But this is not bold deregulatory reform; it is routine work undertaken by all modern governments.[12]

Financial implications

The Explanatory Memorandum notes that the Bill will have no financial impact.[13]

Key issues and provisions

Schedule 1—Amendments of principal Acts

The proposed amendments to sixteen principal Acts listed in Schedule 1 of the Bill, (items 1 to 18), involve minor amendments to:

  • correct typographical and grammatical errors (for example, errors in punctuation, spelling and paragraph lettering)
  • fix incorrect cross-references, incorrect citations and references to incorrect concepts
  • repeal redundant definitions and
  • remove redundant paragraphs.

These amendments commence on the 28th day after Royal Assent.

Schedule 2—Amendments of amending laws

Part 1 of Schedule 2 of the Bill (items 1 to 3) repeals redundant Division and Part headings. Those items commence on the 28th day after Royal Assent.

Item 4 fixes a misdescribed amendment in the commencement provision (section 2) of the Counter-Terrorism Legislation Amendment (Foreign Fighters) Act 2014 (Foreign Fighters Act).[14] Currently item 6 of the table in section 2 of the Foreign Fighters Act provides for an amendment to subsection 487ZI(1) of the Migration Act 1958 to commence immediately after the commencement of table item 1, that is, on 3 November 2014.[15] However, section 487ZI was only inserted into the Migration Act on 4 November 2014, and therefore could not be amended before that time.[16] Item 4 amends item 6 of the table in section 2 of the Foreign Fighters Act, so that it will commence immediately after the commencement of the amendment that inserted section 487ZI into the Migration Act. Item 4 of Schedule 2 of the Bill commences on 3 November 2014.

Item 5 fixes a minor typographical error in the Medibank Private Sale Act 2006.[17] The amendment commences on the 28th day after Royal Assent.

Part 2 of Schedule 2 (item 6) proposes to amend the commencement text of the Civil Aviation Legislation Amendment (Flight Crew Licensing) Regulation 2014 (2014 Regulation) to clarify the date of the 2014 Regulation’s commencement.[18] Section 2 of the 2014 Regulation currently provides that the Regulation commences immediately after the commencement of the Civil Aviation Legislation Amendment (Flight Crew Licensing and Other Matters) Regulation 2013 (2013 Regulation).[19] However, parts of the 2013 Regulation commenced on two different dates–on either the day after registration (that is, 18 December 2013) or 1 September 2014. Accordingly, the commencement time specified in the 2014 Regulation is unclear. Item 6 of Schedule 2 of the Bill will amend section 2 of the 2014 Regulation to provide that the Regulation commences immediately after the commencement of Schedule 1 to the 2013 Regulation (that is, 1 September 2014). This amendment commences on 1 September 2014.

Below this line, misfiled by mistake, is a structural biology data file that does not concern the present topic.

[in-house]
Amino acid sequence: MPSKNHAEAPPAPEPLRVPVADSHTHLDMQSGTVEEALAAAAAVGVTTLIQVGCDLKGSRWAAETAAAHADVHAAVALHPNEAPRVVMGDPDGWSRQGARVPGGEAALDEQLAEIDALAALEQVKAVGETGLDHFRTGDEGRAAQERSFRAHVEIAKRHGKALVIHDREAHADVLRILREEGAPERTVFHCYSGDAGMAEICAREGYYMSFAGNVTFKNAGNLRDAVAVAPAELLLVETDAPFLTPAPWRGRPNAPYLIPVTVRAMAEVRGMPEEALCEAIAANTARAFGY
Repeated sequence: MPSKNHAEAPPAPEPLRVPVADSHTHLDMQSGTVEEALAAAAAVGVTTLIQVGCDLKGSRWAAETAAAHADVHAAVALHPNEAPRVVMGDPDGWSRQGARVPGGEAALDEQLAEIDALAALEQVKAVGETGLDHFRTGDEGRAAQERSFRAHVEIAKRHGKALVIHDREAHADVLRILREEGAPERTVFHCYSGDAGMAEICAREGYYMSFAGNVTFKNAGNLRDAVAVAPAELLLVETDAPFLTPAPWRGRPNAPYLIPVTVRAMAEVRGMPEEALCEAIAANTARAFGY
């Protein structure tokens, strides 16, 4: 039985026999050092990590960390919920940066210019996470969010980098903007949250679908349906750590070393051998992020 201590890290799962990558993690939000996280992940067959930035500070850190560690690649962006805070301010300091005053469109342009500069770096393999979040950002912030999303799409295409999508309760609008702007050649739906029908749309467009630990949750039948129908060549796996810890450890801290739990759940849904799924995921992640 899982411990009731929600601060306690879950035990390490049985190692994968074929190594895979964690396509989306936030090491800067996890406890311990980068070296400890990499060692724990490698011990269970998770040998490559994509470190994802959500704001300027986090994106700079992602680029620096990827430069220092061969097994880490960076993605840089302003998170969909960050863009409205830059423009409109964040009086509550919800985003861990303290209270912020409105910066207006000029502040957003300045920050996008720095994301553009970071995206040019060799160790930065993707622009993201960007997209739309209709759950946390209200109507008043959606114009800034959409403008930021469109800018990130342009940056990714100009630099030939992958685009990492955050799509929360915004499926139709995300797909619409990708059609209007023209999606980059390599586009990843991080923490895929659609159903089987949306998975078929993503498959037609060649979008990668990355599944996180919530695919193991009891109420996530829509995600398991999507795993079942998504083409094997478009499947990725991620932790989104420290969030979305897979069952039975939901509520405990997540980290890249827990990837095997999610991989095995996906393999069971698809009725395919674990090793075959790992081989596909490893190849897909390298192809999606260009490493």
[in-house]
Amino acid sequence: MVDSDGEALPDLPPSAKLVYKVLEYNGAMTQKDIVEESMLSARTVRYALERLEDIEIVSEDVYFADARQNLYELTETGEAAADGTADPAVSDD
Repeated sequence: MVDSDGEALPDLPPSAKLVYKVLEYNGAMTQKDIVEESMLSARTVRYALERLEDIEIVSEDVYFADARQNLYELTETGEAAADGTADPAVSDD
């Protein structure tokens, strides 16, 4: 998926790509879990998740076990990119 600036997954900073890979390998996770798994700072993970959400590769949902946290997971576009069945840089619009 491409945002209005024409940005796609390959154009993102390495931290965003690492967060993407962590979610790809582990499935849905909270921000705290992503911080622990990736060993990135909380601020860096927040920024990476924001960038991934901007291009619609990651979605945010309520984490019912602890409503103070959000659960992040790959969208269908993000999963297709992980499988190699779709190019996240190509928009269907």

Schedule 3—Binding the Crown

Schedule 3 of the Bill (items 1 to 38) proposes amending thirty-seven Acts with regards to the operation of provisions ‘binding the Crown’ in right of the Commonwealth, states and territories. A number of provisions which pre-date Northern Territory (NT) and/or Australian Capital Territory (ACT) self-government do not mention one or both of these Territories. The proposed amendments in Schedule 3 clarify that the Crown is bound in right of the ACT and of the NT.

These amendments are for the sake of clarity only—they do not have substantive effect. As noted in the Explanatory Memorandum, section 69A of the Australian Capital Territory (Self-Government) Act 1988[20] and section 51 of the Northern Territory (Self-Government) Act 1978[21] provide that if an Act binds each of the states, or the Crown in right of each of the states, that Act also binds the relevant territory, or the Crown in right of the territory, unless it specifically provides otherwise.[22]

Schedule 3 also modernises the language used by these Acts in respect of the Crown’s liability to be prosecuted for an offence. The amendments in this Schedule commence on the 28th day after Royal Assent.

Schedule 4—Terminology changes

Proposed amendments in Schedule 4 of the Bill modernise the terminology used in thirty-three Acts.

Part 1 (items 1 to 45) proposes amending indexation provisions which rely on the Consumer Price Index to remove the phrase ‘reference base’ and replace it with ‘index reference period’. The Explanatory Memorandum states that ‘the Australian Bureau of Statistics now prefers the terminology of “index reference period” rather than “reference base”’.[23] The changes have no legal effect.

Part 2 (items 46 to 47) proposes to amend two Acts to replace the gender-specific term ‘Chairman’ with ‘Chair’. This continues the process commenced in earlier statute law revision Acts of ensuring that legislation contains gender-neutral language.

The amendments in Schedule 4 of the Bill commence on the 28th day after Royal Assent.